Brexit means MPs must take control of buy-to-let landlords - or face the consequences

What landlords do next could have widespread effects for homeowners and renters. 

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In March 2016, when Remain was still several points ahead in the EU referendum polls, the Bank of England started to consult on buy-to-let mortgages. It seemed like a precautionary measure. Now, as the housing market digests the vote to leave the European Union, it could be a taste of what's to come. 

For years, politicians of all parties have clung to the vision of a nation of homeowners. Their promises have been aimed at first-time buyers, not renters. But in reality, since the financial crisis, first-time buyers have struggled to get loans. Instead, buy-to-let borrowers have become a lucrative opportunity for mortgage lenders - and an increasingly powerful force in the housing market. 

In the first quarter of 2016, 21 per cent of all money lent as mortgages went to buy-to-let landlords, compared to 17 per cent to first-time buyers. Indeed, mortgage lenders interviewed by the regulators planned to lend roughly £50billion in 2016 - more than the last 2007 peak. 

One reason the money has flowed into buy-to-let has been regulation. In sharp contrast to the free-for-all that preceded the financial crisis, mortgage lenders are expected to have a duty of care to customers who may be vastly inexperienced in the world of debt and finance. Tough affordability tests are now imposed on first-time buyers, and other residential mortgage borrowers. 

Landlord mortgages are far less regulated. From one perspective, this makes sense. Buy-to-let landlords are businessmen and women, who take risks in pursuit of profit. Seeing a slumlord hand over the keys to his property empire is hardly the equivalent of a young family watching their home be reclaimed by a mortgage lender.

But if buy-to-let lending turns out to be a house of cards, it could send shudders through the residential property and renting markets as well. 

The Bank of England's latest financial stability report focuses on the risk that a shock to the buy-to-let market could amplify problems in the housing market more widely.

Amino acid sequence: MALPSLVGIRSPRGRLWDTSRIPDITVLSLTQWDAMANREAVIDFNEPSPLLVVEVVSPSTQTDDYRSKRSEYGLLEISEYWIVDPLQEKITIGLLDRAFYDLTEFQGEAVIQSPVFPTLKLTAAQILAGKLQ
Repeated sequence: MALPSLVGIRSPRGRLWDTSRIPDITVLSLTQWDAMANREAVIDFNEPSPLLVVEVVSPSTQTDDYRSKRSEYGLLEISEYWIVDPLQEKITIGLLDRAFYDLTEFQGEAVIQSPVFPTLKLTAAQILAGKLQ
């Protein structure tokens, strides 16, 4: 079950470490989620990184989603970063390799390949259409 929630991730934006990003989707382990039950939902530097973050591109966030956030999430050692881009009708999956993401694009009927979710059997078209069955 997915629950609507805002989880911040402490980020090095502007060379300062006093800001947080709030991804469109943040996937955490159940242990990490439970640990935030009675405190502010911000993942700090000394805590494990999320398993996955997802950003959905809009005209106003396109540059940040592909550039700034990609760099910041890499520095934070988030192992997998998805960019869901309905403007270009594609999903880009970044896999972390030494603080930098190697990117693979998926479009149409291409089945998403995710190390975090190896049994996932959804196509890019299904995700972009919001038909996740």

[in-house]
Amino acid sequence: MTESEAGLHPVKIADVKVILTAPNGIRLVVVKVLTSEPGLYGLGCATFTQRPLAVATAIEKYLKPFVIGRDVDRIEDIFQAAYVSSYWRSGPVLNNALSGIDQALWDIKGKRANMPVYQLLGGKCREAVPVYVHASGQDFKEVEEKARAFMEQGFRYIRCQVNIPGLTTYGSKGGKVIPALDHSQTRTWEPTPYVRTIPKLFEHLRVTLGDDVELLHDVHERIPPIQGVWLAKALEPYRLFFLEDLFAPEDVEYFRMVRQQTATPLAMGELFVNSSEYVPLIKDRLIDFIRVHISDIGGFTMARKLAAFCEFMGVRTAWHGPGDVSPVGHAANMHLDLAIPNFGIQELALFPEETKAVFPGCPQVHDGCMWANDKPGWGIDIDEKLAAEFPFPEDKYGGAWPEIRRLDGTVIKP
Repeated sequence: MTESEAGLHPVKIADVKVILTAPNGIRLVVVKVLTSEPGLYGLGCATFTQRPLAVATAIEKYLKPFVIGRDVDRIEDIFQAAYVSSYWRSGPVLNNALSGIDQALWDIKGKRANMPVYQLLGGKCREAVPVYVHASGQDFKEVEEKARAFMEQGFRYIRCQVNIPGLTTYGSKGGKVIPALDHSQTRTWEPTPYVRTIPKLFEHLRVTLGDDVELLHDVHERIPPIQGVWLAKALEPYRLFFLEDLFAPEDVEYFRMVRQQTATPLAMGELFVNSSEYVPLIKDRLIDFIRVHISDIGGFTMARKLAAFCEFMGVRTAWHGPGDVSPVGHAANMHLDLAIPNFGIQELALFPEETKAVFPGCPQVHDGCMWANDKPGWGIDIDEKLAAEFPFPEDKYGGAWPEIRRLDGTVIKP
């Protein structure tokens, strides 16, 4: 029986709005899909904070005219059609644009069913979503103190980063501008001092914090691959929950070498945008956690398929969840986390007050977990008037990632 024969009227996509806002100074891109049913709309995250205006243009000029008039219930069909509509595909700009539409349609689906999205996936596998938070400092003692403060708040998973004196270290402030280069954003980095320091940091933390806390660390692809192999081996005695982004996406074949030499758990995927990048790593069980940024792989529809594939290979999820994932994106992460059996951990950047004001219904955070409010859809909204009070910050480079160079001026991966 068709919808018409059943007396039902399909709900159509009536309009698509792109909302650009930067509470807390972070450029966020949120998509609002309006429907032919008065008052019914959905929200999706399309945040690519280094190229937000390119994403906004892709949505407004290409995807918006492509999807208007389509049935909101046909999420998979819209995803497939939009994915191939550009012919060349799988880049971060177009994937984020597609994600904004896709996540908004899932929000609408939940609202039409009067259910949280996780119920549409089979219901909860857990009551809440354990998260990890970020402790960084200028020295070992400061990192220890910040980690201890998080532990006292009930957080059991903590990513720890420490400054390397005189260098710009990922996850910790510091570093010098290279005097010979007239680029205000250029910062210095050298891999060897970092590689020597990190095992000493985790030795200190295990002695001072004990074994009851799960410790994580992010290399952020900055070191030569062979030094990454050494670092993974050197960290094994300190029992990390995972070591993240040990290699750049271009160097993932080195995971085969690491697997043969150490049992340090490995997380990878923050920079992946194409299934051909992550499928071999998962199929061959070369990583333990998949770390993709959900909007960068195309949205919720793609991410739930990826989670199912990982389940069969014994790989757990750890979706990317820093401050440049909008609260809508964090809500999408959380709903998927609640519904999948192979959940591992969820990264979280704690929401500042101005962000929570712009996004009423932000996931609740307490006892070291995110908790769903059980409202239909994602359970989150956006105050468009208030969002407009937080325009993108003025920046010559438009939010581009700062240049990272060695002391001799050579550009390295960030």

It warned: "Then macroprudential risks centre on the possibility that buy-to-let investors could behave procyclically, amplifying cycles in the housing market as a whole."

In other words, investors are already pulling out of property funds and house building companies. If buy-to-let lenders decide en masse it's time to cash in, house prices could fall off a cliff. 

And should this happen, homeowners wouldn't be the only ones to be affected. More than 8million households in England and Wales alone are renting.

While some might take the opportunity to snap up a home of their own at a discount, the reality is that during an economic downturn, many will find themselves constrained by affordability tests, their lack of savings or even a job. 

Renters are not helped by the fact that the Government has neglected renters' rights. A bill to make sure landlords make sure homes are "fit for human habitation" was voted down only this year. Letting agents in England and Wales can charge wildly inappropriate fees.  

As a result, the shock could be quickly passed on to tenants. Landlords who decide to sell up have the right to evict tenants with just two months' notice. In England and Wales, moving to a new home eats up renters' savings - a new contract can mean hundreds of pounds spent on letting agent fees. 

So, what of the Bank of England's consultation? It found there was a risk lenders will relax their checks on borrowers and "some lenders were already applying underwriting standards that were somewhat weaker" than the market average.

It identified buy-to-let lending was a channel through which the referendum result could rock financial stability, and it added the Financial Policy Committee "stands ready to take action".

As another wave of economic instability comes towards us, landlord mortgages are a clear weak spot. Despite the huge part buy-to-let lending plays in the modern housing market, MPs have been surprisingly quiet on the issue. The result of this complacency could be evictions of working tenants and house price slumps. Such events are much harder to ignore. 

Julia Rampen is the digital news editor of the New Statesman (previously editor of The Staggers, The New Statesman's online rolling politics blog). She has also been deputy editor at Mirror Money Online and has worked as a financial journalist for several trade magazines.